I don’t know if you’ve noticed, but in the last week, this entire debate over the idea of tearing down I-345 has gone completely bonkers. What started as an idea aimed to stimulate dense growth, investment, and social vitality in Dallas’ perennially stagnant and economically stubborn urban core, the teardown of I-345 has prompted an attempt to bury it under the threat of the Trinity Tollroad; resurrected the ludicrous idea of building an “inner loop” highway through the Park Cities, M-Streets, and Lakewood; and raised claims that the very highways that function as agents of steady disinvestment, disenfranchisement, and social and economic erosion are now, in fact, arbiters of social and economic justice. What bothers me the most is this last claim. Not only is it a cheap attempt to turn an important civic debate into a racial stalemate, it is brazenly and willfully ignorant.
To save ourselves from the bluster, let’s take a step back and look at the bigger picture. Somewhere along the way this conversation about civic revitalization turns into a discussion of class. When you say words like “urban” or “density” people imagine legions of Sarah Jessica Parker-zombies leading a petite bourgeois takeover of Dallas (one over-priced cupcake at a time), while the imaginary everyman weeps, keeled-over in the shadow of his beloved highway in ruins. It’s pure fantasy. The highway is the reason why growth tends to create distance between workforces and places of employment. And the goal of stimulating dense development in Dallas’ urban core is precisely to bring the workplace closer to the workforce by bringing new jobs back to the inner city.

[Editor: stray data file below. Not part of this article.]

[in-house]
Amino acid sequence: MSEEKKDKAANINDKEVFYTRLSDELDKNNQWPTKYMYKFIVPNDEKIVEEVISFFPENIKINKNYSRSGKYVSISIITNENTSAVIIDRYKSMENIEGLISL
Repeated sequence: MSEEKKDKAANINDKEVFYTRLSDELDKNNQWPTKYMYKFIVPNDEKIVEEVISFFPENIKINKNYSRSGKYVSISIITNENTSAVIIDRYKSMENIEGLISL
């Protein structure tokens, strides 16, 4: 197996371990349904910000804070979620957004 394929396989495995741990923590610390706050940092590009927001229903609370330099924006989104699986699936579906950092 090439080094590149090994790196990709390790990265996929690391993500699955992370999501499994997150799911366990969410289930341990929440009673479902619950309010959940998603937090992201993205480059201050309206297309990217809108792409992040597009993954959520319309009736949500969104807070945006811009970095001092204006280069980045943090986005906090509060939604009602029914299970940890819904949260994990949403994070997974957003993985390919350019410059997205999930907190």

A New Dallas estimates that the development stirred-on by the I-345 teardown will create 22,559 jobs and around 27,540 new residents downtown. Of these, A New Dallas says 5,414 will be retail, 16,242 will be office, and 902 will be hotel and hospitality jobs. To put these numbers in perspective, South Dallas is home to around 35,537 people.
And new development downtown doesn’t necessarily mean creating a new Uptown. Just look at Mathews Southwest’s 1400 Bellview in the Cedars. Not only does the new development include housing units set aside for future residents with various income levels, but the mixed-use, multi-family development is exploring adding in-house day care as well as on site job training with the hope that it can network residents at 1400 Bellview with the hotel service sector in downtown. The goal: create a mixed-income residential development close to its residents’ place of employment that accommodates the needs of low income families, while promoting neighborhood development that features a diverse and supportive population. This is pattern of development that Dallas needs to follow in order to truly address the issues of inequality that are suddenly being raised in opposition to the I-345 teardown.